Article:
Man and His Symbols

If reality is “symbolically represented” by something, it follows that that symbolic representation of reality will most like have individual symbols as its constituent parts. It has been argued that “the whole cosmos is a potential symbol.” And the individual symbols are everywhere if one were to stop and see them. As Freud suggested, a house, for instance, is a symbol for a mother’s womb, which in a sense was the first place where the individual was sheltered from the world and is a place where the infant longs for when it comes into the world because it felt safer and more at ease there. Writing, for instance, is a symbol for a person’s voice and especially for a voice of a person who is either absent or perhaps even dead, as Freud noted. 

As mentioned before, one of the more famous symbols in popular or religious culture is the “Star of David” or the “Seal of Solomon,” with the upward triangle representing a mountain, and in turn the mountain symbolizes the intellectual and spiritual center where the thinker finds his or her peace of mind. And on the other hand, the downward triangle represents a cave, which is the dwelling place of the thinker and from where the thinker communicates to the intellectual and spiritual center with the aim of finding peace of mind. 

Jungian psychoanalysis uses the mother as a symbol for the feminine aspect of the unconscious mind. Dreams are also symbols which in turn need interpretation and deciphering of meaning. And as Freud noted, the dreamer can discern the meaning or interpretation of a dream even if the dreamer is unaware that he or she knows the true meaning or interpretation of the dream. 

And as Aniela Jaffe argued: 

“Man, with his symbol-making propensity, unconsciously transforms objects or forms into symbols (thereby endowing them with great psychological importance) and expresses them in both his religion and his visual art. The intertwined history of religion and art, reaching back to prehistoric times, is the record that our ancestors have left of the symbols that were meaningful and moving to them. Even today, as modern painting and sculpture show, the interplay of religion and art is still alive.”

As Carl Jung argued, one of the more important religious symbols which have persisted through the course of time is the ‘mandala.’ In turn, a ‘mandala’ is a set of concentric circles used to symbolize a variety of psychological conditions, with a couple of the outer circles representing distraction and hell. However, the core circle of a ‘mandala’ represents concentration, and in turn, the core circle stands for the creation of thought and imagination which then elevates the individual to a divine state.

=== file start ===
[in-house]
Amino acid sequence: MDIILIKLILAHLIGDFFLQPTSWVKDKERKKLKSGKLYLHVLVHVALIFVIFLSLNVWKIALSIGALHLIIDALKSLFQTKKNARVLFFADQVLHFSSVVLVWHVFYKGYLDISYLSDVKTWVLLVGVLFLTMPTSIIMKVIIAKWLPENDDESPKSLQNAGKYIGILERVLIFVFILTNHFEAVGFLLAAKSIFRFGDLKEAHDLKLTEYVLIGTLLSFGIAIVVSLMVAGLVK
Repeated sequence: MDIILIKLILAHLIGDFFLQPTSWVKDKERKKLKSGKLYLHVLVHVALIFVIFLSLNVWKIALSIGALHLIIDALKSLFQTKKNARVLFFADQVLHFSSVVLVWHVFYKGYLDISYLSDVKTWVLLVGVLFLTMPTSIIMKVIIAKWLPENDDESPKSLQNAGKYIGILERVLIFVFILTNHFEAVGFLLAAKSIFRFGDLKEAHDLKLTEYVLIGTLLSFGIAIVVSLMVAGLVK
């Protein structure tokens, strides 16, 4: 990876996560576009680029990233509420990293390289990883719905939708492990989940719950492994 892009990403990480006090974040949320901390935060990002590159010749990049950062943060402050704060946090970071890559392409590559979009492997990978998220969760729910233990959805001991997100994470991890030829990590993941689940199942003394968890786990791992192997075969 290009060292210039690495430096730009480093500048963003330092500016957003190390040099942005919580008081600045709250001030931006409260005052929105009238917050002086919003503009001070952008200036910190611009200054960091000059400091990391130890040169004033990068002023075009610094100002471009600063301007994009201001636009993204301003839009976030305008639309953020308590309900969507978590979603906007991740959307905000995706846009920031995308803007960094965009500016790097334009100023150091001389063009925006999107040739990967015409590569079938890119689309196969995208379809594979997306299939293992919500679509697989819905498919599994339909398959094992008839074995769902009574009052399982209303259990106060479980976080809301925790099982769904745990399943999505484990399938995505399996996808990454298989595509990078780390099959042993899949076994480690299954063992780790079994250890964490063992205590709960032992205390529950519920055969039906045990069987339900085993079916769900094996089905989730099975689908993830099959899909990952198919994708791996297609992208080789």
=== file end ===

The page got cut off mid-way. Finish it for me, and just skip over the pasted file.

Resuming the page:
René Guénon’s “The King of the World” is jam-packed with analysis of different religious symbols, and Guénon proved his expertise on the subject of religious symbols through this particular book. And his conclusion was that the ubiquity of symbols and religious symbols in their totality represent the coming of an “immense event in the divine order” which is nevertheless coming with an “accelerated speed” that might catch many off guard. And as Martin Lings argued, at heart of all the symbolism is a paradox: “It can thus be said that the whole fabric of the universe is woven out of eternity and ephemerality, infinitude and finitude, absoluity and relativity.”

The integration of symbolism into art and poetry has arguably been done best by Shakespeare in the Western world. Each and every character of Shakespeare’s work – from Othello to the “Green-Eyed Monster” as well as “The Dark Lady” and all the others – act as a symbol for some deeper idea or meaning. Moreover, Shakespeare could not have produced such symbolism and meaning if he himself were not on a “spiritual path” or part of some religious “order” during the course of his adult life. As Martin Lings argued, Shakespeare’s works “far transcend the idea of salvation in its more limited sense; and it may be remarked…that this does suggest that [Shakespeare] was following a spiritual path, which itself implies attachment to an order.” 

Thus, as far as Western culture and Western life is concerned, the truth is Shakespeare. 

Leave a Reply

Fill in your details below or click an icon to log in: Logo

You are commenting using your account. Log Out /  Change )

Twitter picture

You are commenting using your Twitter account. Log Out /  Change )

Facebook photo

You are commenting using your Facebook account. Log Out /  Change )

Connecting to %s